Last year, we discussed how to study individual practice problems in the article How to Analyze a Practice Problem. Someone recently asked me to demonstrate this process via an actual Critical Reasoning problem, so that’s what we’re going to do this week: discuss how to analyze and master a particular GMATPrep® CR problem.
First, set your timer for 2 minutes and try this GMATPrep® problem:
Because no employee wants to be associated with bad news in the eyes of a superior, information about serious problems at lower levels is progressively softened and distorted as it goes up each step in the management hierarchy. The chief executive is, therefore, less well informed about problems at lower levels than are his or her subordinates at those levels.
The conclusion drawn above is based on the assumption that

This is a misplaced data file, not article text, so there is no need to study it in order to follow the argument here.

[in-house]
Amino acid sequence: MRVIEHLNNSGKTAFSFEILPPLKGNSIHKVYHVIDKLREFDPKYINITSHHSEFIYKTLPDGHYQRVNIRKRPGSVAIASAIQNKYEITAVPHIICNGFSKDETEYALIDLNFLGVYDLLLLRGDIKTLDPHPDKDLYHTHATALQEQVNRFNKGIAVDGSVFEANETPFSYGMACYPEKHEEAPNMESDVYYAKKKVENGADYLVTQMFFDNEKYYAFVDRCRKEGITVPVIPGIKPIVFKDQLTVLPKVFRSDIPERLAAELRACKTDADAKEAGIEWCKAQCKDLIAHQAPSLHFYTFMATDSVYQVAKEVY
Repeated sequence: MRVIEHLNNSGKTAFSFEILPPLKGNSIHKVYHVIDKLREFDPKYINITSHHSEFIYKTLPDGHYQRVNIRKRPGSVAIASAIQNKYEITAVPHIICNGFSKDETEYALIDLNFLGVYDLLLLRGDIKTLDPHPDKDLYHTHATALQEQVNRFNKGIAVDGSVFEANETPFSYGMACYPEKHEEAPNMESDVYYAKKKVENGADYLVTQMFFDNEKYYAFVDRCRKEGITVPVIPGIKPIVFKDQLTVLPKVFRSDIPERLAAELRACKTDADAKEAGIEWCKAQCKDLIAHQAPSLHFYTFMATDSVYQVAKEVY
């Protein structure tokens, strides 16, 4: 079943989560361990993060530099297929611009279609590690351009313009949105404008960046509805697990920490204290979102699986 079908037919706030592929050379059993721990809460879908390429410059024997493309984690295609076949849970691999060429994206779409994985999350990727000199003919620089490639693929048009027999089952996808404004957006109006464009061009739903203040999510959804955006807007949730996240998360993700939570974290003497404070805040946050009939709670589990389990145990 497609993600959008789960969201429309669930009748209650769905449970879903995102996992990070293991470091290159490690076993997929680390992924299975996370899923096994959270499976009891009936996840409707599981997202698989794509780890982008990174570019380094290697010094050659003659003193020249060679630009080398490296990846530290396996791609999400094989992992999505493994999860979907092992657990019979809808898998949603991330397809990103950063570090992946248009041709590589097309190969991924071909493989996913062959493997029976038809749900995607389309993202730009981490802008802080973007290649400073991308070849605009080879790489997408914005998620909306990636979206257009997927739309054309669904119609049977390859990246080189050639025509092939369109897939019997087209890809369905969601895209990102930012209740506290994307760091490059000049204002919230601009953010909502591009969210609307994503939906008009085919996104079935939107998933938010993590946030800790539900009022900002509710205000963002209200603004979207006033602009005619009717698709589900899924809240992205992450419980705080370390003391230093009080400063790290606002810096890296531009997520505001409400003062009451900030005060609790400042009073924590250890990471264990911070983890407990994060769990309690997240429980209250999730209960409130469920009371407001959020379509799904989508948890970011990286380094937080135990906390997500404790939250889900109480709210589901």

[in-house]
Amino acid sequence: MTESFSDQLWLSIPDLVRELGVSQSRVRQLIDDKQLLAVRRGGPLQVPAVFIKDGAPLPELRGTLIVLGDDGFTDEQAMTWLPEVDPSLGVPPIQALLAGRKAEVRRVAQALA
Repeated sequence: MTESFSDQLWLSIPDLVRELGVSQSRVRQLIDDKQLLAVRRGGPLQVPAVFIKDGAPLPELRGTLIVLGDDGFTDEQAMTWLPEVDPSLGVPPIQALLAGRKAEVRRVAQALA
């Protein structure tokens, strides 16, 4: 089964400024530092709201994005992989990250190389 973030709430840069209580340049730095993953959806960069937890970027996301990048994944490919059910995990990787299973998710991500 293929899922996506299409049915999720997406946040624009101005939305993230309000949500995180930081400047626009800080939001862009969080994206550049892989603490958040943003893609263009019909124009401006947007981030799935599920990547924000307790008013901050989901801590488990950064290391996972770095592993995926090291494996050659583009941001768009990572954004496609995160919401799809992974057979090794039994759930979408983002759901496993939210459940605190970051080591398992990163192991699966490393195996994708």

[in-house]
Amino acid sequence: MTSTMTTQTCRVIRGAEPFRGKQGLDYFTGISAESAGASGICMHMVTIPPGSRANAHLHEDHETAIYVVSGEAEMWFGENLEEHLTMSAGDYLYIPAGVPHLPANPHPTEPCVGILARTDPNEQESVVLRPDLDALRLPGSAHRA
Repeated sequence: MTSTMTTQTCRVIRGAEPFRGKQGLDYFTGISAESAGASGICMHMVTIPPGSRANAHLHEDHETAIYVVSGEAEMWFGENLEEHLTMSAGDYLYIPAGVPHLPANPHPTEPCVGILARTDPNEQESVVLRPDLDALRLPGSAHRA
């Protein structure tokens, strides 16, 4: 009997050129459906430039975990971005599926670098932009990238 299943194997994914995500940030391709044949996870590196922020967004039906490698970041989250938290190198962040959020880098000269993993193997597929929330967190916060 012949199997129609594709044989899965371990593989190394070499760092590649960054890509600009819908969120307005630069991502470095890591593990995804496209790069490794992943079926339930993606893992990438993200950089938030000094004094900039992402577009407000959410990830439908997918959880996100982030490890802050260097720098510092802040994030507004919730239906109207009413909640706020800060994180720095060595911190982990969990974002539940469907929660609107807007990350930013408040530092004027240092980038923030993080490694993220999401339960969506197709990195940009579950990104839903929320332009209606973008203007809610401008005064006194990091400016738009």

(A) problems should be solved at the level in the management hierarchy at which they occur
(B) employees should be rewarded for accurately reporting problems to their superiors
(C) problem-solving ability is more important at higher levels than it is at lower levels of the management hierarchy
(D) chief executives obtain information about problems at lower levels from no source other than their subordinates
(E) some employees are more concerned about truth than about the way they are perceived by their superiors”
After trying the problem, checking the answer, and reading and understanding the solution (if available), I try to answer these questions:
1. Did I know WHAT they were trying to test?
Was I able to CATEGORIZE this question by topic and subtopic? By process / technique? If I had to look something up in my books, would I know exactly where to go?
- The question is a “Find the Assumption” CR question because the word “assumption” appears in the question stem. If I don’t remember how to do “Find the Assumption” questions, I’d go look in my book right now. If I had previously studied wrong answer choice types for Assumption questions, I’d also note which wrong answer choice types (if any) I recognized in this problem.